Consider the case where a CHAR field primary_key is required in order to define a ForeignKey relationship.
After some initial investigation I have identified the following possibilities, each with their own drawbacks:
1) Using 'primary_key=True'.
class Collection(models.Model): code = models.CharField(primary_key=True, max_length=3) class Item(models.Model): code = models.CharField(primary_key=True, max_length=255, unique=True) collection = models.ForeignKey('Collection', related_name='items')
Potential Drawback: Might result in issues when incorporating 3rd party apps as certain 3rd party django apps depend on the default 'id' PK integer field.
2) Use the 'to_field' / 'through' option instead.
class Collection(models.Model): code = models.CharField(Max_length=3, unique=True) class Item(models.Model): collection = models.ForeignKey('Collection', to_field='code', related_name='items')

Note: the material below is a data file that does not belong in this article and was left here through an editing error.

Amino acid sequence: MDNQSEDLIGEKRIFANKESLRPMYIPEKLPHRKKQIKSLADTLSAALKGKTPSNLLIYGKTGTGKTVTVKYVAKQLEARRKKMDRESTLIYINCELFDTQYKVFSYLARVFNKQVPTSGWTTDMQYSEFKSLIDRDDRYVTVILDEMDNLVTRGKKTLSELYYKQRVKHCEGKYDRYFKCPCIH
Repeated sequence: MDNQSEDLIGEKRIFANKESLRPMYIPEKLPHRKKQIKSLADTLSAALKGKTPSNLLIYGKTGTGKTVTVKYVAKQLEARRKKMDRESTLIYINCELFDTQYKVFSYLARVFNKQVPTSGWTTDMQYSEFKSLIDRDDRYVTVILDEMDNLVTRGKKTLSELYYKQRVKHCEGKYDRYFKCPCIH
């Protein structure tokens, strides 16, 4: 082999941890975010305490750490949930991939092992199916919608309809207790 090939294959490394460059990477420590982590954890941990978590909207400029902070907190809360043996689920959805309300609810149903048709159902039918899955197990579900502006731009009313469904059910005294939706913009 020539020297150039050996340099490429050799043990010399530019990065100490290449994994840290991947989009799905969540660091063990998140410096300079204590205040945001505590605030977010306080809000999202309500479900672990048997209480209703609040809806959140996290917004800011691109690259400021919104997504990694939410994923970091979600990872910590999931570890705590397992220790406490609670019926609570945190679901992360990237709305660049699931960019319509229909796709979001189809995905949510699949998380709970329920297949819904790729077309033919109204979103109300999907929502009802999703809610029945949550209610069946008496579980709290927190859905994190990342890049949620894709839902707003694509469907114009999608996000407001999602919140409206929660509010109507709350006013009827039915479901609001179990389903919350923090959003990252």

This will allow 'Collection' to have its own id primary_key, so it solves the problem of playing nicely with 3rd party django apps.
Potential drawbacks: After further investigation I discovered the following open Django ORM tickets and bugs with regards to dealing with mix of CHAR / INT primary_keys in FK and many-to-many relationships.
Option 1 is better than Option 2.
Are there many 3rd party apps that depend on the integer primary_key?
Is there an easy workaround for this limitation?
Are there any other drawbacks using a CHAR primary_key?